By Norman P. Grubb
So we know the human agony Joseph had, which we shall have and are meant to have. We are participators in the human situation and we move in human agonies and human suffering. We see how he pled with them not to do this. So we can only imagine what he felt like, when he had been in a protected home, for those days a wealthy home, suddenly dragged off as a slave, marching through the heat into Egypt. Nothing said about that. All we know is that he was sold. Of course, he was a fine-looking fellow like David was. Probably his very faith had kept him looking healthy too. He was sold to Potiphar, who was captain of Pharaoh’s guard, an important and wealthy man with a large household of slaves.
Now all we know of that time, and from then on, was such a liberated Joseph. He was happily serving. His whole heart was in it to do a top job, and a quality about it which was quite different from the average slave, who could only be hating everybody and cursing his situation. Potiphar saw something. Not only that, but it’s quite plain Joseph didn’t hide his witness (though it didn’t look much as if God was with him) because it says that Potiphar “saw that the Lord was with Joseph” (39:3). He couldn’t have seen the Lord with him unless Joseph had spoken to him about the Lord, because they were worshipers of Egyptian gods (Isis, Osiris, etc.). So Joseph was there with his testimony.
Do you see the point? This young man has it so fixed in him that it’s the living God expressing Himself through him, fulfilling His purposes through him, because he had got that fixed when the storms were blowing at home. So, when he was now a slave and had all those human reactions, he said, “No, God, you’re in everything. You’re running this life; I’ve got Your dreams; You’re in this thing. So, if I’m here, I’ll put myself into this as where You put me. I’ll do all I should do here.” That’s the walk of victory which can see God in adversity. You can only see God in adversity if you see God in everything. You can’t see God in everything…happily…unless you know He means it. If you don’t know He means it, fancy God letting them do the dirt on me like that! If you think God just permits it, you say, what did God permit that for? But God means it (50:20). Now, that’s a very high place to come to.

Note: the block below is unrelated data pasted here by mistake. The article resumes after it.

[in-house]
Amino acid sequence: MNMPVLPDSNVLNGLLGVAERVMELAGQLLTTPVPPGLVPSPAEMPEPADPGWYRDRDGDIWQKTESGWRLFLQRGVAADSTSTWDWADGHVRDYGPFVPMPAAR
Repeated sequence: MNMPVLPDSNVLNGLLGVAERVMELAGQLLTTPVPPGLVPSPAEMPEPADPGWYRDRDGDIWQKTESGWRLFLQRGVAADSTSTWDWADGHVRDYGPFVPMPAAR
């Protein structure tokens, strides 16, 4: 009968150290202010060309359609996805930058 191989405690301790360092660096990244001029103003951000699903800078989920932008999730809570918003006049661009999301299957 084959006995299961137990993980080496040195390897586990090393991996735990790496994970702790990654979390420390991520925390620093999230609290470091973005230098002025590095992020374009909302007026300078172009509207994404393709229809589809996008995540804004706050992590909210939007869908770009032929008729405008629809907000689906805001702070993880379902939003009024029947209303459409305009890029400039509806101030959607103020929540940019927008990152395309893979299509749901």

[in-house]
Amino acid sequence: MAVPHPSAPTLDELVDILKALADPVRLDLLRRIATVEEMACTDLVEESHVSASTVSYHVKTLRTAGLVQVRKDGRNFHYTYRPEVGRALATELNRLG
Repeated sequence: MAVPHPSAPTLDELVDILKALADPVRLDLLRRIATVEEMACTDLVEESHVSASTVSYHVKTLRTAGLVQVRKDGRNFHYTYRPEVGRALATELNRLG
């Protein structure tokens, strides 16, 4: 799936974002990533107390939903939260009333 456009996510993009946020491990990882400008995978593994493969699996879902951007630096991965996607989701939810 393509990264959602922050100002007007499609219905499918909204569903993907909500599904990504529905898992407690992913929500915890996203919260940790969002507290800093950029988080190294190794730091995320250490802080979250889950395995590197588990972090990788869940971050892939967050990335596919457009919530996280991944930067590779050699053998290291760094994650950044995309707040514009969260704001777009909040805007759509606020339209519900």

I maintain that Joseph came to that with his dreams. God means something very great through you. Therefore, your life has a meaning to it when you live on His meaning in your life. Now, on that level, I can take a horrible situation and say, “God, this is awful. What can this mean? I’m cut off from everybody. How can my family bow down to me? I’m cut off forever from them! A wretched slave. Oh, no, God. I’ve got it clear. Everything I’m doing is You. I’m just an expression of You. It’s You fulfilling a meaningful purpose. OK, God.”
Now we all live by inner spirit. When our inner spirit is poised and at peace and free, our operations are poised and peaceful and free and they prosper.
Potiphar doubtlessly quickly saw the prosperity because of the type of man Joseph was, the reliability, the different quality of man from the other slaves around him. But he also saw his capacity. You see, God has His own gifts which come out His own way. Now God was training Joseph to run Egypt… so he started by running Potiphar’s house, and he showed immediately those gifts which could run something. Different gifts to different people from the same Giver. This sharp Potiphar was general of Pharaoh’s guard and said, “This is the fellow who’s going to run my home. Look what’s happening since he began to run it. Things run smoothly and the other slaves…” Of course, Joseph was a man of love; the other slaves loved him. They didn’t have the antagonism toward him that his brothers had; they had no reason for it. They found kindnesses, help, sympathy, and understanding with Joseph, and so the whole atmosphere was happier. He began perhaps to do a good spiritual job with them!
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